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Yaneek Page | The art of personal branding online

Published:Sunday | August 4, 2019 | 12:00 AM


QUESTION: That story about how one of your readers was able to take your advice and triple her income was very inspiring. I read it and it is like my life story, without the happy ending. I am so frustrated in my current job. I have to work six days a week now even though my job contract is for a standard 40-hour work week. I do not get paid overtime and my take home pay is a joke. I cry almost every day when I think about how my life is rn (right now). Like, seriously I am borrowing every month to cover all my bills. My credit card balances over 500g and it’s like I am trapped. I want to quit but I have to adult and pay these bills. I’m depressed af. I notice where the girl you helped said her online profile and LinkedIn helped a lot. I’ve tried that but it doesn’t seem to work for me. Are there any more tips you can give? Or better still, can you be my mentor, please?
  – S (Facebook)
  BUSINESSWISE: I’m glad you were able to find some hope and inspiration in the article you mentioned, which for the benefit of other readers, was published here in The Sunday Gleaner on June 23, 2019, and is titled “The Article That Helped A Reader Triple Her Income”.

That 30-year-old reader, who I call ‘Max’, was able to turn her life around in under a year by following six general steps: goal-setting, job market research, online training and certification, strategic personal branding, prospective employer profiling, and perseverance. Frankly speaking, persons wanting to emancipate themselves from jobs they hate need only follow Max’s example to the letter, and with consistency.

I decided to review your profiles on Linked in, Facebook and Instagram to see where there may be opportunities to improve. The good news is that I found several areas where just a few changes could have a huge impact in your dream job search.

  The biggest mistake you are making on social media now is that you’ve put no effort into branding yourself online. There is no pull or consistency in your bio, which is where you have an ideal opportunity to say who you are and what you do. You need to spell out in a brief but powerful sentence, your value proposition to a potential employer based on your goal, and very importantly, relative to the current opportunities available.

  For example, some of the hottest jobs globally for 2018 and 2019 based on LinkedIn research are: product designer, product owner, customer success manager, engagement manager, solutions architect, scrum master, product marketing manager, solutions consultant, director of data science, and sales development representative.

  For each of these ‘in demand’ jobs, there are relevant skill sets and training or certification that the employers have listed as general prerequisites. Once you are clear on your goal – in terms of jobs you want, then your online profiles on every social media platform should strategically include these prerequisites so as to make you an attractive job candidate.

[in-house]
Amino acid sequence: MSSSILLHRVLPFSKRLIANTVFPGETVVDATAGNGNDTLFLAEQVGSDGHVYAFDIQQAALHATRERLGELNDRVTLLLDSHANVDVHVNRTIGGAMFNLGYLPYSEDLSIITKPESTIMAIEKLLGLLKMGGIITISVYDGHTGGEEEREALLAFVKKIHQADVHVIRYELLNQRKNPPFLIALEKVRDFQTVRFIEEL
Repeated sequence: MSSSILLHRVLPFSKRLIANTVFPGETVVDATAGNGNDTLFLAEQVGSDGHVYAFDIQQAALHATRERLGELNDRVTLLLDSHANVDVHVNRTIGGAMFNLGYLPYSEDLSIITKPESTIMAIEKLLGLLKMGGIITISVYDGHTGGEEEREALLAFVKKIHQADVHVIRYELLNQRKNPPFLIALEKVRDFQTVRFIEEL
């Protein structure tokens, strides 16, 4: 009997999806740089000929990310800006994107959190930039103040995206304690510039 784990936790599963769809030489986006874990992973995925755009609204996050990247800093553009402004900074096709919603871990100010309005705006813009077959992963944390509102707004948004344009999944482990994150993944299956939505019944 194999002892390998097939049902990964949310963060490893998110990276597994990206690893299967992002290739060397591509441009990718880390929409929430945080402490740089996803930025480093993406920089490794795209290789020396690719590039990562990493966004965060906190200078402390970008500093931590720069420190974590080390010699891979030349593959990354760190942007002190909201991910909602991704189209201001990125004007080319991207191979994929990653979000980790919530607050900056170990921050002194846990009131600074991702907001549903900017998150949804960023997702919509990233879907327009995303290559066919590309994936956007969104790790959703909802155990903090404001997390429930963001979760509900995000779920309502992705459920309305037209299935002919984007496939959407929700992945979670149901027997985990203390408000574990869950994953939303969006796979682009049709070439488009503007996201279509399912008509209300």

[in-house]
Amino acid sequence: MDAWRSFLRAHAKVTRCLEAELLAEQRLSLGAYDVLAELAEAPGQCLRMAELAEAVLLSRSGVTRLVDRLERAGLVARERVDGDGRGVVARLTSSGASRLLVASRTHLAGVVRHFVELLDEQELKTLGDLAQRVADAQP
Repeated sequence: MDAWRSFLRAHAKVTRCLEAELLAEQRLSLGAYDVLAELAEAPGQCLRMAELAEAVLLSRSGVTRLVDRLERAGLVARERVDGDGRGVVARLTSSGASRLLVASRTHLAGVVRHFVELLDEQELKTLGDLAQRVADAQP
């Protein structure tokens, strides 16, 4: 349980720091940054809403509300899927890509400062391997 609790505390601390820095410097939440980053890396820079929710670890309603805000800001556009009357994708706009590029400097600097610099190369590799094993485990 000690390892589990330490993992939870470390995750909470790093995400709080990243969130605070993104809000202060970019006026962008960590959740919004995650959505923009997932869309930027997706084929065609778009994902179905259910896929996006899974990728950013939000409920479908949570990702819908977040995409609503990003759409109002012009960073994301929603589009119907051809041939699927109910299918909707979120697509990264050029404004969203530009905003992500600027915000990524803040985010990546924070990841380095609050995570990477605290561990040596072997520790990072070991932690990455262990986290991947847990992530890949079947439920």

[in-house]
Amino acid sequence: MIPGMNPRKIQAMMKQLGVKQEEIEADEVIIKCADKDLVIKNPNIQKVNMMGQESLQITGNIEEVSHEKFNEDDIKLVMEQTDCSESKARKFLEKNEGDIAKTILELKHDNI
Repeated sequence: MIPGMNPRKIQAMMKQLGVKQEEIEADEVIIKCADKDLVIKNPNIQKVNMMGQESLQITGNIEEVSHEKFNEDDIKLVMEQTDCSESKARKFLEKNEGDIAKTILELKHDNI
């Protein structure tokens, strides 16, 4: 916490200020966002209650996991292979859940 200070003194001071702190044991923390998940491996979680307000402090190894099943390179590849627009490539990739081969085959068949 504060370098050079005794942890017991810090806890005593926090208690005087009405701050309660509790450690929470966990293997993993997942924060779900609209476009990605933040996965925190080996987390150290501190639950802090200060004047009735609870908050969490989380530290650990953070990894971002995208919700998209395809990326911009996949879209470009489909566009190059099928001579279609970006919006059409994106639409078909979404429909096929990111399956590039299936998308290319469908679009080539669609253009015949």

It is these key words that hiring managers look for when short-listing candidates. Also, many companies now use recruitment or applications management software to sort the hundreds or thousands of applications they may receive for a given post.

  Keywords are everything! Remember, to compete with professionals from around the world for the best job opportunities available you can’t afford to squander your social media assets. When it comes to securing and maintaining your dream job, you have to recognise that your social media platforms are either an asset or liability.

It’s time to also update your pictures to more professional headshots. The selfies on your current profiles won’t cut it. For consistency, I recommend using the same professional headshot on every social media platform. This way you are easily recognisable on every site.

  It also demonstrates to potential employers that you have a high level of sophistication or maturity in navigating the online space, and that you are purposeful about branding and protecting your brand.

  Potential employers will anticipate that you will extend this same professionalism to your work and safeguarding the company brand.

  My final tip is that you go through and clean up your social media profile before you start doing more online job searches, applications and strategic networking. Keep your posts upbeat and aligned to the job you want and the value you can’t wait to add. Delete posts and comments that are sexually charged, political or generally controversial.

  Be mindful also of the language you use, for example in your message to me you used ‘af’, which may not find favour with some employers, so it is better to err on the side of caution and avoid such terms altogether.

  My last tip is for you to stay positive, and start following and engaging with people who motivate and lift you up as well as thought leaders in your dream career or job area. The positive energy you emit may be that wave that sets you apart from the ocean of talent to emancipate you from that job you hate.

  Finally, regarding mentorship, I organise a mentoring walk each year under the umbrella of the global organisation Vital Voices. The event is usually held close to International Women’s Day which is observed in March or April, and mentors are paired to mentees based on areas of interest, expertise, best fit, etc.

  I am already working closely with a mentee for this year, however, now that I have your contact details, I’ll be happy to invite you to the Global Mentoring Walk for 2020.

  One love!
- Yaneek Page is the program lead for Market Entry USA, a certified trainer in entrepreneurship, and creator and executive producer of The Innovators and Let’s Make Peace TV series.